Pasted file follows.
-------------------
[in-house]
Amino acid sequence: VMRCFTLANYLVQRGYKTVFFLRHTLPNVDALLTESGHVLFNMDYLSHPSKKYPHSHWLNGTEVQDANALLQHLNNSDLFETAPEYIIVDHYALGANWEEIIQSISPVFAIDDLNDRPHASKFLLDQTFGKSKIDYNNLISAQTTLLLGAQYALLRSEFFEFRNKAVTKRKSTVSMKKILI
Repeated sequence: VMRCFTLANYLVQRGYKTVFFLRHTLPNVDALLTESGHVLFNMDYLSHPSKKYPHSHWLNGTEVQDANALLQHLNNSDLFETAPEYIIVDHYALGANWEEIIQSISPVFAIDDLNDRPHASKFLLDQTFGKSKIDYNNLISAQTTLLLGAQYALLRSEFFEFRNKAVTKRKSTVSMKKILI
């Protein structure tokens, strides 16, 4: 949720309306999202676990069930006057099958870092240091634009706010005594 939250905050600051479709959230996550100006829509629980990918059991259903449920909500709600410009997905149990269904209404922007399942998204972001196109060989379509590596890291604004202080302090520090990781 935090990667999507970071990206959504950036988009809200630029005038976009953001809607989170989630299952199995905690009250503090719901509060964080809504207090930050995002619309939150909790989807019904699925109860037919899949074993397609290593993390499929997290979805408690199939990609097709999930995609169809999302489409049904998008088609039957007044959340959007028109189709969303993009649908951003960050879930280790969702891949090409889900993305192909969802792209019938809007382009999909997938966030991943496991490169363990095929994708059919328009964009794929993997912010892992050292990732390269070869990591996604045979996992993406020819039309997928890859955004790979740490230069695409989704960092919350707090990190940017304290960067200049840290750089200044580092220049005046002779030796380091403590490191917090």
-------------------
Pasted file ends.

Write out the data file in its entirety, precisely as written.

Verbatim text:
[in-house]
Amino acid sequence: VMRCFTLANYLVQRGYKTVFFLRHTLPNVDALLTESGHVLFNMDYLSHPSKKYPHSHWLNGTEVQDANALLQHLNNSDLFETAPEYIIVDHYALGANWEEIIQSISPVFAIDDLNDRPHASKFLLDQTFGKSKIDYNNLISAQTTLLLGAQYALLRSEFFEFRNKAVTKRKSTVSMKKILI
Repeated sequence: VMRCFTLANYLVQRGYKTVFFLRHTLPNVDALLTESGHVLFNMDYLSHPSKKYPHSHWLNGTEVQDANALLQHLNNSDLFETAPEYIIVDHYALGANWEEIIQSISPVFAIDDLNDRPHASKFLLDQTFGKSKIDYNNLISAQTTLLLGAQYALLRSEFFEFRNKAVTKRKSTVSMKKILI
């Protein structure tokens, strides 16, 4: 949720309306999202676990069930006057099958870092240091634009706010005594 939250905050600051479709959230996550100006829509629980990918059991259903449920909500709600410009997905149990269904209404922007399942998204972001196109060989379509590596890291604004202080302090520090990781 935090990667999507970071990206959504950036988009809200630029005038976009953001809607989170989630299952199995905690009250503090719901509060964080809504207090930050995002619309939150909790989807019904699925109860037919899949074993397609290593993390499929997290979805408690199939990609097709999930995609169809999302489409049904998008088609039957007044959340959007028109189709969303993009649908951003960050879930280790969702891949090409889900993305192909969802792209019938809007382009999909997938966030991943496991490169363990095929994708059919328009964009794929993997912010892992050292990732390269070869990591996604045979996992993406020819039309997928890859955004790979740490230069695409989704960092919350707090990190940017304290960067200049840290750089200044580092220049005046002779030796380091403590490191917090």